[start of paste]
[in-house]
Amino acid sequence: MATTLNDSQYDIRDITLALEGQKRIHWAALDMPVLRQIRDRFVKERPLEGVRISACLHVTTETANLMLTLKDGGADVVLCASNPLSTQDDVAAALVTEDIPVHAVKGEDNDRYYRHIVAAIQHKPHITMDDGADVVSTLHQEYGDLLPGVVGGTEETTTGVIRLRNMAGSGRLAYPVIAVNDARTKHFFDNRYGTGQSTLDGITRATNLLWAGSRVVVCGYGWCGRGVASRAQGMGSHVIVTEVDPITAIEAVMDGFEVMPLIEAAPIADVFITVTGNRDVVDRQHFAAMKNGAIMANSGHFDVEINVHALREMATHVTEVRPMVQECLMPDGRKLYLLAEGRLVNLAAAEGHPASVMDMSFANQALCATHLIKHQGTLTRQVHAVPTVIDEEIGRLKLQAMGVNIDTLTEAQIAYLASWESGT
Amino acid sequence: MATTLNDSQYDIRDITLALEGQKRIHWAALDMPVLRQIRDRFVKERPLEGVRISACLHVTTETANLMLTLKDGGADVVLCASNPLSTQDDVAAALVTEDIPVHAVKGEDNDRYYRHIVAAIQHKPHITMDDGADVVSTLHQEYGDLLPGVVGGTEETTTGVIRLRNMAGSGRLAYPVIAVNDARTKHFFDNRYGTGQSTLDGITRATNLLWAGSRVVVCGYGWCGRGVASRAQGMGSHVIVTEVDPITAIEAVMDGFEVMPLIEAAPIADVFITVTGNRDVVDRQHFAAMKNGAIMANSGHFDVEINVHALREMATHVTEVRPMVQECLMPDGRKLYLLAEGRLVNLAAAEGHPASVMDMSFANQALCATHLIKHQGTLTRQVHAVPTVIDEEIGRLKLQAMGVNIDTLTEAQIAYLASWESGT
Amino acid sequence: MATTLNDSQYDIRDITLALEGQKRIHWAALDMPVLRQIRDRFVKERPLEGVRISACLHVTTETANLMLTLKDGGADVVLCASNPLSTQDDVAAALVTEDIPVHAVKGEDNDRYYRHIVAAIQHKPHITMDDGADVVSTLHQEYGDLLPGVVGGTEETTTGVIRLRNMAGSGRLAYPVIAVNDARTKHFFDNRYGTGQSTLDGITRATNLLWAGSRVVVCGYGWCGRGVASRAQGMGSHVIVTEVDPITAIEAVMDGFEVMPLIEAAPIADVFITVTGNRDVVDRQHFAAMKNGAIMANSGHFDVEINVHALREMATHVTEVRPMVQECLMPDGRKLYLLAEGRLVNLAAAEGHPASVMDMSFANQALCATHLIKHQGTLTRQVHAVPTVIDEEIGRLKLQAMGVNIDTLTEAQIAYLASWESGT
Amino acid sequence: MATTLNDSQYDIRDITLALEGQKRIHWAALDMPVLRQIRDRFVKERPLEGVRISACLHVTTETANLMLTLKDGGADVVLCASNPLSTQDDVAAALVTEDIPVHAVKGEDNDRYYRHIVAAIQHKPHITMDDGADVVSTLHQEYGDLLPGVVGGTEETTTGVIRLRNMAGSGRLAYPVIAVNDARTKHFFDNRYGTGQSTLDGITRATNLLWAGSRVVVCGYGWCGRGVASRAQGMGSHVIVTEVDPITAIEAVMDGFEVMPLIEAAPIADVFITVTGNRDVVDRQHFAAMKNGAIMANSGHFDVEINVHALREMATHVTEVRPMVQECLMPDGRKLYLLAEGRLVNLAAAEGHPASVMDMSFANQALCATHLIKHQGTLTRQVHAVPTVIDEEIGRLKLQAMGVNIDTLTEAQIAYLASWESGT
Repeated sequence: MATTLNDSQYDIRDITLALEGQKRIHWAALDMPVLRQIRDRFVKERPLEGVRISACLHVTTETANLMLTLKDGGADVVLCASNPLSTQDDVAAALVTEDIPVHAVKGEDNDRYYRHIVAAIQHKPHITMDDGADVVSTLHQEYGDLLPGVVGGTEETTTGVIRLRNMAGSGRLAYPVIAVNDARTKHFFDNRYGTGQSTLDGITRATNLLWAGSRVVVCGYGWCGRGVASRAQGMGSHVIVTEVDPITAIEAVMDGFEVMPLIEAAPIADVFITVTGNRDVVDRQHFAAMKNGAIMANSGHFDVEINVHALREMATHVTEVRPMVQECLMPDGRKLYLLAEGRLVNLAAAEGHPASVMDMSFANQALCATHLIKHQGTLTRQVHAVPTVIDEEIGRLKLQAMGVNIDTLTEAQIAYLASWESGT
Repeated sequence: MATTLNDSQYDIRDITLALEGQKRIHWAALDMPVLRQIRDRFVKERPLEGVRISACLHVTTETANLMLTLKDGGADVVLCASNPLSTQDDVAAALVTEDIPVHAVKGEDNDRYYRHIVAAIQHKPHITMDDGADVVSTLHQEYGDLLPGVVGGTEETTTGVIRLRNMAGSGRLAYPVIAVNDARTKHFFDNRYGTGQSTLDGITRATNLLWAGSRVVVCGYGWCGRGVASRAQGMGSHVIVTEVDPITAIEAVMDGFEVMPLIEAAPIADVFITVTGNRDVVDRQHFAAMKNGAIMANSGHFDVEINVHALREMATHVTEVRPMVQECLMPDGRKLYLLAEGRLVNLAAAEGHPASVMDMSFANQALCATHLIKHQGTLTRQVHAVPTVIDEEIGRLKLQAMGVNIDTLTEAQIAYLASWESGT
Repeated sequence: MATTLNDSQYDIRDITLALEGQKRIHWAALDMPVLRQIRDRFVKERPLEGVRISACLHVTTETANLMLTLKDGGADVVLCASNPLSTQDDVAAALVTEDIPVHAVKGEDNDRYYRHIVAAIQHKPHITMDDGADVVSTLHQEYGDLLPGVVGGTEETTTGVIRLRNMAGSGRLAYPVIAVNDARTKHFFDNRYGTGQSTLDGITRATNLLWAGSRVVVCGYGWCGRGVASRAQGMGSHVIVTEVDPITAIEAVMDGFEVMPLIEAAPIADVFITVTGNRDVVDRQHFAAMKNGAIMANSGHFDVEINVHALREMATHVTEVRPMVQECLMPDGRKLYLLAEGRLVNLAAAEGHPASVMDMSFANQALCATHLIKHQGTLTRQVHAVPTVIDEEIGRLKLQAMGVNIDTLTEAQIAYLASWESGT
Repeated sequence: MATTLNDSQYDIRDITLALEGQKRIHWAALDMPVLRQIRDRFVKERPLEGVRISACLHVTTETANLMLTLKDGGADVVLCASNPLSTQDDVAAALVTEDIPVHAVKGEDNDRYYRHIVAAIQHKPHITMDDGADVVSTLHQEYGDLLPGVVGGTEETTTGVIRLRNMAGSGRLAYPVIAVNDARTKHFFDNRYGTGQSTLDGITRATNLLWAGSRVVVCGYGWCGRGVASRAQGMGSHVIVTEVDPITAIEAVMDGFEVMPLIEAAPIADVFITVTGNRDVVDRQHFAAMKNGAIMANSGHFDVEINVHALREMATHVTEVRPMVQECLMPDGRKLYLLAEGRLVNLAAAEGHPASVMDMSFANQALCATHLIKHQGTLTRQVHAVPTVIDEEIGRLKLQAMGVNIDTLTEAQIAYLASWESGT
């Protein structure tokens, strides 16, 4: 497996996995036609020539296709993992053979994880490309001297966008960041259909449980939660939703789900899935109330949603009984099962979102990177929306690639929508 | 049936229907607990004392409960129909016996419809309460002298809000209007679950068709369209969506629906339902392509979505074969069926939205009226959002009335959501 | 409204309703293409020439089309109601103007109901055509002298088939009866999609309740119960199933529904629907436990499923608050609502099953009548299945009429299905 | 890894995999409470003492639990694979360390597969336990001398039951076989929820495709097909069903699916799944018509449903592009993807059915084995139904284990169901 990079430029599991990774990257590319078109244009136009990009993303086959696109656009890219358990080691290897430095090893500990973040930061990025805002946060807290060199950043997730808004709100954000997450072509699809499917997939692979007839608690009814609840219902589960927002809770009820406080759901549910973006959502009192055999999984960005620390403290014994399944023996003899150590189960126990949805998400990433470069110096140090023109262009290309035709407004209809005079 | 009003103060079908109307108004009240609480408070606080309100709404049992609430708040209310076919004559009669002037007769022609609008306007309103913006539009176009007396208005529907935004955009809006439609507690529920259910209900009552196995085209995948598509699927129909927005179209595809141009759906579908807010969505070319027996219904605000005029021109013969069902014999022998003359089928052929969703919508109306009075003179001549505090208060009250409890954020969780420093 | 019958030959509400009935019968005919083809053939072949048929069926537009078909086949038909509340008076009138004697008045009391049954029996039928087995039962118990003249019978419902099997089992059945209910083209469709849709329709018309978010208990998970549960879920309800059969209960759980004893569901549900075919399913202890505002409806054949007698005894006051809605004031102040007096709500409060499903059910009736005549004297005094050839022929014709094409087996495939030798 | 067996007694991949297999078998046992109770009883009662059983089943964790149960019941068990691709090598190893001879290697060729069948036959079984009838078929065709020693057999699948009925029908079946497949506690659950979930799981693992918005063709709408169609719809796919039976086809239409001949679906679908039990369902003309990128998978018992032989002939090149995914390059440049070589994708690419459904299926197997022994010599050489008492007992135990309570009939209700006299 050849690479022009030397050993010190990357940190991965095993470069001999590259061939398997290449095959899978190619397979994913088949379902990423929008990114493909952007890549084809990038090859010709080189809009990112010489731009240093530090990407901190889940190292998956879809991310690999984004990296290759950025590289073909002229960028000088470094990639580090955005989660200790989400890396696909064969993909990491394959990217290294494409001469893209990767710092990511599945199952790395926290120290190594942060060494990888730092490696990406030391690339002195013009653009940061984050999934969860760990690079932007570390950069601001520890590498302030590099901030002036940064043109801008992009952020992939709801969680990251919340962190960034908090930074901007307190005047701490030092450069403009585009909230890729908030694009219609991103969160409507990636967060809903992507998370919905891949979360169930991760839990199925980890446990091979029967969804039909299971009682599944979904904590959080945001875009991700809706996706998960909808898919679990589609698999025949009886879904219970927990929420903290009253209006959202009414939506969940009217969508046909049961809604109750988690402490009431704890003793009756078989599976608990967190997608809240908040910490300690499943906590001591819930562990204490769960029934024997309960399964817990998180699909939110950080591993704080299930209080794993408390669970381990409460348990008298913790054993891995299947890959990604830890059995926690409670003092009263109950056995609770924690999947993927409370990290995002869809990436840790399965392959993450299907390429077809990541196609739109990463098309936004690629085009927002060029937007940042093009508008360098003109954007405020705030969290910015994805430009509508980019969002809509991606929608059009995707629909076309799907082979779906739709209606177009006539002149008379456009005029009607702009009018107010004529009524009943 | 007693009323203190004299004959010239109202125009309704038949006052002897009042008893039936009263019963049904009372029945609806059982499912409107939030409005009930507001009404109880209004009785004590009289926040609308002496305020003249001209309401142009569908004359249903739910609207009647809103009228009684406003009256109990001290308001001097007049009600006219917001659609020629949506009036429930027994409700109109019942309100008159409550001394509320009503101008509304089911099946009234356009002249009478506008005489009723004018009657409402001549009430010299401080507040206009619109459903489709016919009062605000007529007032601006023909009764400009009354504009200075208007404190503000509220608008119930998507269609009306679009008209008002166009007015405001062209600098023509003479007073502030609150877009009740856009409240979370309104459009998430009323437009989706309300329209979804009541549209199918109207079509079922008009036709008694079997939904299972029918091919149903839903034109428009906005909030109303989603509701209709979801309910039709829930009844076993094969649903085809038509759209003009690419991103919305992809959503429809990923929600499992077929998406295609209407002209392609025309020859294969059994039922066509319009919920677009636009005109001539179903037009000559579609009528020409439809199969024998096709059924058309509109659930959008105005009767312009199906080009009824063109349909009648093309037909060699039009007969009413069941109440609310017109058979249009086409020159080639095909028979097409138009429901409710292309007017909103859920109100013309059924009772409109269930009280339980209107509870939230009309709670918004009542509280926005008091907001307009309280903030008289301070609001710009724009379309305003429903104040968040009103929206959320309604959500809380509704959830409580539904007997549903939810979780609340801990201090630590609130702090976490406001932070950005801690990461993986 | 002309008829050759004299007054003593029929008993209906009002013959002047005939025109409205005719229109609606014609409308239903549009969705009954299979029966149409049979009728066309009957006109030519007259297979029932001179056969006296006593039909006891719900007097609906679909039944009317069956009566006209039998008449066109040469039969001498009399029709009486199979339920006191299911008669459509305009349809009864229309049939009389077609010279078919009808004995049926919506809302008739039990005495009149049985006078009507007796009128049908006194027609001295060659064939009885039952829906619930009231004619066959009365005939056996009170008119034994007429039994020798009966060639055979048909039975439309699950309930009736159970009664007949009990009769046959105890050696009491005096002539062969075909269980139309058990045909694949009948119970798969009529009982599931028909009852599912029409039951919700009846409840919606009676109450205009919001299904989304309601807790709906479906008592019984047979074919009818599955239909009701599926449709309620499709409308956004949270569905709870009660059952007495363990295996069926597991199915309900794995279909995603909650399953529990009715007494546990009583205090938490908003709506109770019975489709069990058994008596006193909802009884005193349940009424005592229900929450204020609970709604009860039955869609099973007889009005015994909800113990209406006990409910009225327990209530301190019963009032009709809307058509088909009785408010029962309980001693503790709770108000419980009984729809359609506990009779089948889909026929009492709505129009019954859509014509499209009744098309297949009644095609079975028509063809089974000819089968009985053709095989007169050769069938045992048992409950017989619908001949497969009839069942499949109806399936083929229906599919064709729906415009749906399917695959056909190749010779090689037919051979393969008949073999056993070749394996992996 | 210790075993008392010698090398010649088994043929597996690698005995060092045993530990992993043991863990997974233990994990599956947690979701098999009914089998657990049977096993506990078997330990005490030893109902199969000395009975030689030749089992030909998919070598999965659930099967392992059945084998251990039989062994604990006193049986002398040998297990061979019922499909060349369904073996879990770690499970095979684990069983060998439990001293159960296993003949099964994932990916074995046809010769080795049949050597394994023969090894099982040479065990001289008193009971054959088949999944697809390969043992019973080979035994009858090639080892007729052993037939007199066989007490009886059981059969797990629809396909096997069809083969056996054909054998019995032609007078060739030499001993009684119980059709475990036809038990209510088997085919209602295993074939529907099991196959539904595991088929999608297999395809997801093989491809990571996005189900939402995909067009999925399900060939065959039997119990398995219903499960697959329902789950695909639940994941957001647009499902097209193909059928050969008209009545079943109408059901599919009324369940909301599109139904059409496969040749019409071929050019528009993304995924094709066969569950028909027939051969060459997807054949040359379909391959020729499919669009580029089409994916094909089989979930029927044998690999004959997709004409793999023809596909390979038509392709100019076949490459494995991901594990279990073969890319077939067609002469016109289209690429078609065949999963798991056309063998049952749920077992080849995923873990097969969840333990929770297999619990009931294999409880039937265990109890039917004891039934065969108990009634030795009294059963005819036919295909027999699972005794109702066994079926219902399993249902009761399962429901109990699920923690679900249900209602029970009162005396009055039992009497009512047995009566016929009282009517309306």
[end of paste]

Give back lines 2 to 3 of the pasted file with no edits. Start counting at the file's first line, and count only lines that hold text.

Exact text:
Amino acid sequence: MATTLNDSQYDIRDITLALEGQKRIHWAALDMPVLRQIRDRFVKERPLEGVRISACLHVTTETANLMLTLKDGGADVVLCASNPLSTQDDVAAALVTEDIPVHAVKGEDNDRYYRHIVAAIQHKPHITMDDGADVVSTLHQEYGDLLPGVVGGTEETTTGVIRLRNMAGSGRLAYPVIAVNDARTKHFFDNRYGTGQSTLDGITRATNLLWAGSRVVVCGYGWCGRGVASRAQGMGSHVIVTEVDPITAIEAVMDGFEVMPLIEAAPIADVFITVTGNRDVVDRQHFAAMKNGAIMANSGHFDVEINVHALREMATHVTEVRPMVQECLMPDGRKLYLLAEGRLVNLAAAEGHPASVMDMSFANQALCATHLIKHQGTLTRQVHAVPTVIDEEIGRLKLQAMGVNIDTLTEAQIAYLASWESGT
Amino acid sequence: MATTLNDSQYDIRDITLALEGQKRIHWAALDMPVLRQIRDRFVKERPLEGVRISACLHVTTETANLMLTLKDGGADVVLCASNPLSTQDDVAAALVTEDIPVHAVKGEDNDRYYRHIVAAIQHKPHITMDDGADVVSTLHQEYGDLLPGVVGGTEETTTGVIRLRNMAGSGRLAYPVIAVNDARTKHFFDNRYGTGQSTLDGITRATNLLWAGSRVVVCGYGWCGRGVASRAQGMGSHVIVTEVDPITAIEAVMDGFEVMPLIEAAPIADVFITVTGNRDVVDRQHFAAMKNGAIMANSGHFDVEINVHALREMATHVTEVRPMVQECLMPDGRKLYLLAEGRLVNLAAAEGHPASVMDMSFANQALCATHLIKHQGTLTRQVHAVPTVIDEEIGRLKLQAMGVNIDTLTEAQIAYLASWESGT